Yes, indeed, in Christ you have been made perfect.

Credit

I wrote an article on this same topic several years ago when the reality of God’s grace began to grow in my heart. I titled it “Faith, Salvation, and Works—the Cycle of Frustration.” In that first writing I tried very hard to reconcile James with Paul. I was looking for grace, pure grace, in James’ writing but the book of James had become a dark side of God that made me afraid.

Praise God that I found in the radio archive of Living God Ministries a series of four broadcasts on Faith and Works that answered my nagging question whether there is a fine print under John 3:16. Just after listening to the introduction of the series where brother Aaron Budjen talked about the proven disagreements between James and Paul, I knew this was what I had been looking for, that there are apostles that are preaching another gospel. I didn’t dare to think this not too long ago.

This article is very much based on Aaron’s messages with occasional injection of my own thoughts. However the thoughts expressed in this writing do not necessarily reflect Aaron’s theology or beliefs, I might have misinterpreted or misunderstood some points from the original messages, but I hope to communicate as closely as possible what Aaron wanted to convey to the listeners. For a much more complete explanation of this topic please click on the link above to access the audio files of this radio series. Eternally grateful, brother Aaron.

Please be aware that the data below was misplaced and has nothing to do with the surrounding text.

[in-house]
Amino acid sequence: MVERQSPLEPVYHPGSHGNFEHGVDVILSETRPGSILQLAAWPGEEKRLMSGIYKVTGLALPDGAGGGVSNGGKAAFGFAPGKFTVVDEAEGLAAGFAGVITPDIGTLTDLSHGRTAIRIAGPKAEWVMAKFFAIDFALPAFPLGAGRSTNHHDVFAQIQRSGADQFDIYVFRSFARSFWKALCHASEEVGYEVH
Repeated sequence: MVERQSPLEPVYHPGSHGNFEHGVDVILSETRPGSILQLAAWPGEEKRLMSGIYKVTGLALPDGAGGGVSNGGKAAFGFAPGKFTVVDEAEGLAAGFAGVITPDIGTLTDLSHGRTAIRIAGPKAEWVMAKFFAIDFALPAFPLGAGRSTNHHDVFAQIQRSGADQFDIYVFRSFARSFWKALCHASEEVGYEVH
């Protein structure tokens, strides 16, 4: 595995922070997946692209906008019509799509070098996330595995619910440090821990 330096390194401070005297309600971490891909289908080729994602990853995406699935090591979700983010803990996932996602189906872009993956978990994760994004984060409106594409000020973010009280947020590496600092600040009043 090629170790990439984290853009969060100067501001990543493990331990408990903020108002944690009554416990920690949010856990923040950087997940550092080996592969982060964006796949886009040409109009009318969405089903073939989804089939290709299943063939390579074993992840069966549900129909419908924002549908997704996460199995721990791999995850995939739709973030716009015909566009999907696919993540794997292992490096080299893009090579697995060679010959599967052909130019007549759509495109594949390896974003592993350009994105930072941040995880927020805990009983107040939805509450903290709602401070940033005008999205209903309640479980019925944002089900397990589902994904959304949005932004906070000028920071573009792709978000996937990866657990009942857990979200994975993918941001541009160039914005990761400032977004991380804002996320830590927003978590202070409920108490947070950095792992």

Nghi Nguyen

- Scripture quoted by permission. All scripture quotations, unless otherwise indicated, are taken from the NET Bible® copyright ©1996-2006 by Biblical Studies Press, L.L.C. All rights reserved.

Disclaimer: This is my own opinion on the topic, which does not necessarily reflect the church's theology, or beliefs of the individuals in it — Nghi Nguyen